Skip to content

Equal pay

Fair pay is in everyone’s interest. Unjustified pay differences must be eliminated. Workers must be paid the same wages for equal work of equal value.

Our goals

  • The same wages for work of the same value

Unjustified pay differences must be eliminated. Workers must be paid the same wages for equal work of equal value.

The first equal pay programmes in Finland were established 16 years ago. The first programmes were negotiated during the era of national income policy agreements, when it was possible to agree additional salary elements for women and people with low wages. Since employers stopped entering into national income policy agreements with trade unions and the government, it has been difficult to agree effective measures affecting pay gaps.

Binding national collective agreements are the best way to ensure a minimum wage level for all, and their provisions are non-discriminatory.

More diversified use of the national incomes register

In promoting equal pay, the parties to collective agreements should remain active, and it should also be possible to affect equal pay in the workplace.

In 2021, the difference between men’s and women’s average monthly income from full-time regular working hours was 15.7%. Among the 28 countries in the European Union, only six have a higher pay gap than Finland.

The wage and salary earnings statistics compiled by Statistics Finland only take full-time workers into account. If part-time workers were also included, the real pay gap between men and women would become visible.

The national Incomes Register, which was introduced in 2019, allows more diversified statistics. Its use must be increased to ensure that more accurate information becomes available.

Quality in plans, transparency in wages

The simple explanation for the pay gap between women and men is segregation: women and men favour different sectors when seeking employment. As a rule, the provisions of collective agreements are non-discriminatory, but men tend to be hired more often for positions in which the pay system provides a better total income. However, there are also pay gaps within sectors and workplaces.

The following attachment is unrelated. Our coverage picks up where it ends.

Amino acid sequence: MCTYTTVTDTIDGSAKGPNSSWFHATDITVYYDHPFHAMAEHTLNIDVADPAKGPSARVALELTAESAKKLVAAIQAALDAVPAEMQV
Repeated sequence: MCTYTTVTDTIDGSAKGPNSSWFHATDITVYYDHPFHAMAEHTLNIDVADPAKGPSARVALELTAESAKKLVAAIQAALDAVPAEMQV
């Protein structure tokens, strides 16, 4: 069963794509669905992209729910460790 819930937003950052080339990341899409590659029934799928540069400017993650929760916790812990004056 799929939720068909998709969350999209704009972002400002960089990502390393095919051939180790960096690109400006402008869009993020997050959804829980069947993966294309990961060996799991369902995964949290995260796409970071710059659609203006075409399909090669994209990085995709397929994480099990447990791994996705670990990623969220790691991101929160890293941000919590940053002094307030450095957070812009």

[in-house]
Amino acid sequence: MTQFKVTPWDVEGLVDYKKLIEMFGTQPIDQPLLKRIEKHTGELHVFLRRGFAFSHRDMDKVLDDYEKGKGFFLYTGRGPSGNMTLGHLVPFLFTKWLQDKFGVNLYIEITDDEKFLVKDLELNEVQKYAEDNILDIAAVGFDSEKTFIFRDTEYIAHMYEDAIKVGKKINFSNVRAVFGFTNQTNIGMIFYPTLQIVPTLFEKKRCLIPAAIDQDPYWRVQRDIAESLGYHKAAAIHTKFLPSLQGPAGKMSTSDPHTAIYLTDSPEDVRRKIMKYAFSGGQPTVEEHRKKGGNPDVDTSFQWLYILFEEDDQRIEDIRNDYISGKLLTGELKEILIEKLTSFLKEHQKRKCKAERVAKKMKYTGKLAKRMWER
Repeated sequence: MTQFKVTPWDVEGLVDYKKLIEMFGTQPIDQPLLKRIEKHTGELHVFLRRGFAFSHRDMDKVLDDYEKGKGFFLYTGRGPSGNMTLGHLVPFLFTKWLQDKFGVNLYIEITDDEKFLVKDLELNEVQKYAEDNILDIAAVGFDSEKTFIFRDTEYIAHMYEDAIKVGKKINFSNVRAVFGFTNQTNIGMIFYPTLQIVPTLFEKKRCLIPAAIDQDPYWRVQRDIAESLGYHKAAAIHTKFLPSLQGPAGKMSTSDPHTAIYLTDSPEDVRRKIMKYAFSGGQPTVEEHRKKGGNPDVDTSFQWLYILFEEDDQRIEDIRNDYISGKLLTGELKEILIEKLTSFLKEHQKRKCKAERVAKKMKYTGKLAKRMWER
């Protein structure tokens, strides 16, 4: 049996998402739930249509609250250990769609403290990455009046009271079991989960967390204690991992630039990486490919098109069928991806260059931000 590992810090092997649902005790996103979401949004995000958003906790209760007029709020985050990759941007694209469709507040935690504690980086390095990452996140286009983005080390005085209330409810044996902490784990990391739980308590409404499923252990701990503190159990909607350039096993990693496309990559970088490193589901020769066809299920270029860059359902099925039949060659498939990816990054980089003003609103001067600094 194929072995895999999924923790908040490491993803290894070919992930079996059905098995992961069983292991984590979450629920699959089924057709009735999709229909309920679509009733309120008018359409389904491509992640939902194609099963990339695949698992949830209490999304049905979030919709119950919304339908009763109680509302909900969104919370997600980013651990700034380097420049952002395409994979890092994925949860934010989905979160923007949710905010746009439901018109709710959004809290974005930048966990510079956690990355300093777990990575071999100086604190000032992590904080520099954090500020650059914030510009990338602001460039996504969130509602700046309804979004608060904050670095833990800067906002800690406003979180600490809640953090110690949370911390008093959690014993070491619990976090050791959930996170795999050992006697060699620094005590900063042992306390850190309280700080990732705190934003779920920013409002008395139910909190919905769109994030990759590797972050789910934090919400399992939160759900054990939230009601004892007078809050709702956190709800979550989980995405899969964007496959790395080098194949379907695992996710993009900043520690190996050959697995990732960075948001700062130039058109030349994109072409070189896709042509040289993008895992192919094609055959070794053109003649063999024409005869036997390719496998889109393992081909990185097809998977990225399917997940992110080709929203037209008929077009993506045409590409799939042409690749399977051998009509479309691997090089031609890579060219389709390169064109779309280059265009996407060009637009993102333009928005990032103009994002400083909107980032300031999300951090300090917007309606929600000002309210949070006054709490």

Pay discrimination is prohibited by law, and equal pay for the same work of equal value must be paid. In cooperation with their employees, companies should discuss the reasons for pay gaps, and how to support the same pay for the disadvantaged gender.

The pay gap between men and women is lowest in basic wages and highest in total income. Working time supplements, overtime compensation and performance-based pay explain the difference. These differences are often unreflected in the wage surveys behind equality plans. Their quality must be improved.

Transparency in the workplace is the most effective way to prevent and address pay discrimination. If you are unaware of the total wages paid in the workplace, you cannot be aware of any discrimination.

Different work of equal value

Rather than being related to the economic value, work of equal value refers to job difficulty. The difficulty of different jobs is compared, and the pay should be equal for jobs of the same difficulty level.

It would be easier to compare different jobs if organisation-wide salary systems were introduced more widely. This would mean the building of a company-specific salary system that includes all the different jobs.

Any questions? Contact our experts!

Merja Vihersalo

Merja Vihersalo

Työympäristöasiantuntija, Edunvalvontaosasto

Työsuojelu, tasa-arvo ja yhdenvertaisuus